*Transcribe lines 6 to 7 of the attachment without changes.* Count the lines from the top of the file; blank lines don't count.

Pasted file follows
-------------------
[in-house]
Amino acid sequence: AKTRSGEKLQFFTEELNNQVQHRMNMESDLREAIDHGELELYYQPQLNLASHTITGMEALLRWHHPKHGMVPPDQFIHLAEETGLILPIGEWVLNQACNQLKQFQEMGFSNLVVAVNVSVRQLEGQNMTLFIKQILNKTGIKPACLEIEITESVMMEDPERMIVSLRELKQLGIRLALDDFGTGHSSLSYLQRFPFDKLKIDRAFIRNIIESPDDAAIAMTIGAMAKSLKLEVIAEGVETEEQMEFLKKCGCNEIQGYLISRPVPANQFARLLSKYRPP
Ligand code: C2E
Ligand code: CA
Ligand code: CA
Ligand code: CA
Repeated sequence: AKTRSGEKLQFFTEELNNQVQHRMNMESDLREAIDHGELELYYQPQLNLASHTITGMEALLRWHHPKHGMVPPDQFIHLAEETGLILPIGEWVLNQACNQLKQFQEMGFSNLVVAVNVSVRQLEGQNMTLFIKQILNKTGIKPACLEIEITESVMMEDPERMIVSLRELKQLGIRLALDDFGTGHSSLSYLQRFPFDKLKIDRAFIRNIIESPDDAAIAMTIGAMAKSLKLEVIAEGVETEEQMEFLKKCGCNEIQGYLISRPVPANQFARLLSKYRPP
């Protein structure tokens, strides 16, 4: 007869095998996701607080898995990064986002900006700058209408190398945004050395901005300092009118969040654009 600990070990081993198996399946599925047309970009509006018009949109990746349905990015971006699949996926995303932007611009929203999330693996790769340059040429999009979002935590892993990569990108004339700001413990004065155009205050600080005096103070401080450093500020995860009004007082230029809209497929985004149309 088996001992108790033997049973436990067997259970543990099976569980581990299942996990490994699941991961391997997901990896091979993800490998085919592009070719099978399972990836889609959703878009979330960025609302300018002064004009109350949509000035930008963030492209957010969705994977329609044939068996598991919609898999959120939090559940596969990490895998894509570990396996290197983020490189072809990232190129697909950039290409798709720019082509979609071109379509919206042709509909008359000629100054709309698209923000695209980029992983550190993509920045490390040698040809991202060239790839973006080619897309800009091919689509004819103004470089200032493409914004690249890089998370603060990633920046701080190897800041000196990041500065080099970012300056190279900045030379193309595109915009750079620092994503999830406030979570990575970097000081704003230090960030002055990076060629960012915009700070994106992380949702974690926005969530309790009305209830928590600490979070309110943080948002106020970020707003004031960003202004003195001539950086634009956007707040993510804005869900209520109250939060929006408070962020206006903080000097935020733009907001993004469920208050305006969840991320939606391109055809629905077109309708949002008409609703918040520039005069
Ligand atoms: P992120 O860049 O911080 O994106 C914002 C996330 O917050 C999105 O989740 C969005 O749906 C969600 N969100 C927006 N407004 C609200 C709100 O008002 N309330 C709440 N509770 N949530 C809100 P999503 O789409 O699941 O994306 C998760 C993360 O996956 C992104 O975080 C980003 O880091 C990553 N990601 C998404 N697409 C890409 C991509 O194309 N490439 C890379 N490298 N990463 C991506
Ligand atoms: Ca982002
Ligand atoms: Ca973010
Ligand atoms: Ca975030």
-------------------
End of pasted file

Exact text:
Ligand code: CA
Repeated sequence: AKTRSGEKLQFFTEELNNQVQHRMNMESDLREAIDHGELELYYQPQLNLASHTITGMEALLRWHHPKHGMVPPDQFIHLAEETGLILPIGEWVLNQACNQLKQFQEMGFSNLVVAVNVSVRQLEGQNMTLFIKQILNKTGIKPACLEIEITESVMMEDPERMIVSLRELKQLGIRLALDDFGTGHSSLSYLQRFPFDKLKIDRAFIRNIIESPDDAAIAMTIGAMAKSLKLEVIAEGVETEEQMEFLKKCGCNEIQGYLISRPVPANQFARLLSKYRPP